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  • Laurie Trezza

Managing Expectations



“Difficult roads often lead to beautiful destinations.”

"This in not at all what I expected."


You’ve undoubtedly heard someone use the term “managing expectations,” right?


Have you heard your health care provider use that term? If you have, fantastic!


Keep moving forward... explore options, and MANAGE EXPECTATIONS.

Understand what their role, your role and the outcome of your situation is meant to be.


How long is your injury or ailment expected to take to heal? How much pain can you expect to be in? What costs can you expect to incur? Let’s stop right there….


I’m going to generalize a bit here, using “we” as the American community at large… “We” more often then not, worry about the cost of our healthcare.

“We” know our out of pocket co-pays by heart, we (for the most part) understand our benefit structures pretty well, and we know it’s in our best financial interest to choose a provider in our networks.


But do we know about managing our care from the perspective of healing and pain, and the toll that takes on us mentally? Is that a discussion we routinely have with our physician?


Are those expectations being managed?


In my experiences, no. We're asking questions about coverage and bills... but not about our personal and emotional outcomes. Not about what to expect down the road during recovery.


Far too many of us are finding ourselves saying, “How did I get here?” “What just happened to me?” “Why am I in so much pain?” “How much longer until I feel like myself again?”


Especially when it comes to joint replacement, recovery can be a long, painful road.


Does this mean the procedure should not be done? Absolutely not.


A few weeks, or potentially months of acute pain, that WILL in fact go away, are a small price to pay for a future without chronic, debilitating pain.


Sadly, many folks are shocked and overwhelmed post-operatively with what they are experiencing… why? I believe it was because their expectations were not properly managed.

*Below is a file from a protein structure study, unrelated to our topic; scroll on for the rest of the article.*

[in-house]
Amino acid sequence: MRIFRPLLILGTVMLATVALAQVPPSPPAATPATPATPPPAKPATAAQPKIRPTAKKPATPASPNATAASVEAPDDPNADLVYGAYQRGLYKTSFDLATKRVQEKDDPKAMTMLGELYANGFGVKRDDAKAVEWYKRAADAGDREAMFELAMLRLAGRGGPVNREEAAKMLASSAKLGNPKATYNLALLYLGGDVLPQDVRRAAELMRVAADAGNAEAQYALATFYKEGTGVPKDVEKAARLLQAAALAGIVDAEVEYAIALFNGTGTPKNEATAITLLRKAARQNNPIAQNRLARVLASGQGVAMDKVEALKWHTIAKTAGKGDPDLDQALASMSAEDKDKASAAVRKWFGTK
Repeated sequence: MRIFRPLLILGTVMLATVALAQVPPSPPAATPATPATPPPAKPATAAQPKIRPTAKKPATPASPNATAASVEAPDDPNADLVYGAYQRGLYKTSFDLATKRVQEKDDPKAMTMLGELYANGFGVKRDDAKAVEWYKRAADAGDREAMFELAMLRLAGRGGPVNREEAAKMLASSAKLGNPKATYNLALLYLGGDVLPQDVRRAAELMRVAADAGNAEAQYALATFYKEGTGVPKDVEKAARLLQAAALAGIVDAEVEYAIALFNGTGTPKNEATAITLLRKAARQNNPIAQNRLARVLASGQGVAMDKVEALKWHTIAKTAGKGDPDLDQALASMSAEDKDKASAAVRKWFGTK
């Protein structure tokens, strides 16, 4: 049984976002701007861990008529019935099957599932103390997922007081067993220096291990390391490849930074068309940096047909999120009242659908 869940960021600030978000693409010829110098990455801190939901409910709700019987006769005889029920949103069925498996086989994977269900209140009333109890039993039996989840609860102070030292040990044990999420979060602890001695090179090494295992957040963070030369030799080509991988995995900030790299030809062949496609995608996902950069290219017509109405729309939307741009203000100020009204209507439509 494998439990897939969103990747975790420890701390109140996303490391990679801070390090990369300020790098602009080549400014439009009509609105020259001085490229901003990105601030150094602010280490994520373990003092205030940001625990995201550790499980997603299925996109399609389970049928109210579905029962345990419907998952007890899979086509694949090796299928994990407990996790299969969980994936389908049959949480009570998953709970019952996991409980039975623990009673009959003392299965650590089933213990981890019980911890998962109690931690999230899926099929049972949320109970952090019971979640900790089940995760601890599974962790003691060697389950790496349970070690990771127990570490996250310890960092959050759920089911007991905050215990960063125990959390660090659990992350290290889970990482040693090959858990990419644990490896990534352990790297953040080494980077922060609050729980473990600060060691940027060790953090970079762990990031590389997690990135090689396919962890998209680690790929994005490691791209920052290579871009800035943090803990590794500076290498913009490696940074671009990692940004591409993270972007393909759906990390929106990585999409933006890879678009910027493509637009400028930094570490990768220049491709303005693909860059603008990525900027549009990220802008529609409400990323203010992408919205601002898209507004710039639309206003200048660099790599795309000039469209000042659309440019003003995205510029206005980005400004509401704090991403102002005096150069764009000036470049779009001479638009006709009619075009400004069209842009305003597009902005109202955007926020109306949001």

Ok, great, you say- we’ve identified this problem- now what?


Unless you have a healthcare team like I mentioned earlier, that is managing your expectations, you need to advocate for yourself.


Ask questions.

Read.

Read a lot.

But do not trust everything you read.


Be sure your sources are credible, bring the information back to your healthcare team and ask them about what you read. See if it aligns with their care philosophy.


Look for support groups, but enter with care! Keep in mind many of these, especially those on social media are run by lay-persons, they are purely entertainment. They can be incredibly helpful- BUT do NOT compare your progress with others- do not compare your chapter one with someone else's chapter twenty! Take what you find in these groups as a grain of salt, as just another opinion to consider. Everyone- every single human body is different. We all have disease in a different way, our surgeries- even if performed by the same surgeon, are done differently, and we will heal differently. Just because one person is at one milestone or marker at a certain point in time does not mean you should be. You heal and improve and feel pain on your body's terms.


Find someone who has gone through what you have gone through (someone you actually can see or speak with in person). Talking and seeing (or hearing) about another's experience firsthand can be incredibly soothing, and enables you to ask questions directly, as they come to mind. Being able to see how they move and function now, after they have fully healed is helpful in seeing the "big picture."


Despite all the planning and managing, you still may find yourself completely overwhelmed with the task of healing.


It’s no joke.


Remind yourself why you are choosing to have joint replacement surgery.


Remember how great the improvement your quality of life will be once you have completed the acute phase of healing.


I spoke with two folks this week- the first, a gentleman, 82 years young. He learned at 62 that it was time to have one of his knees replaced. He declined, fearing the recovery. Finally at age 82, (twenty years later!) he decided to undergo the surgery. At just a few weeks post-op, he is doing absolutely amazing. He admits he’s not pain free yet- but that’s the key right there, YET. He’s getting there! And he’s moving so well! He admitted already (and he’s not even fully healed!), he wish he had done it sooner….


The other person I spoke with, a young woman, 45- soon to be undergoing bilateral total knee replacements. We spoke about what to expect, and the experience of navigating through the surgery, being a bit younger than the “usual” patient having this procedure. A conversation that began laced with fear and uncertainty ended on note of inspiration and hope. She is motivated to move forward with her surgery, to make the best of her situation, to do her best to heal and go on to live her best life. She plans to participate fully in as much as she can, no more spectating from the sidelines, as so many of us with illnesses that cause chronic pain, like osteoarthritis are forced to do. Entering the operating room with an approach like that is no doubt a recipe for success!


What do these two have in common? Their amazing attitudes and their ability to manage expectations. Expectations of fear, pain, pleasure, and what the future holds for them.


Difficult roads, do indeed, often lead to beautiful destinations!


Be Well!

-Laurie

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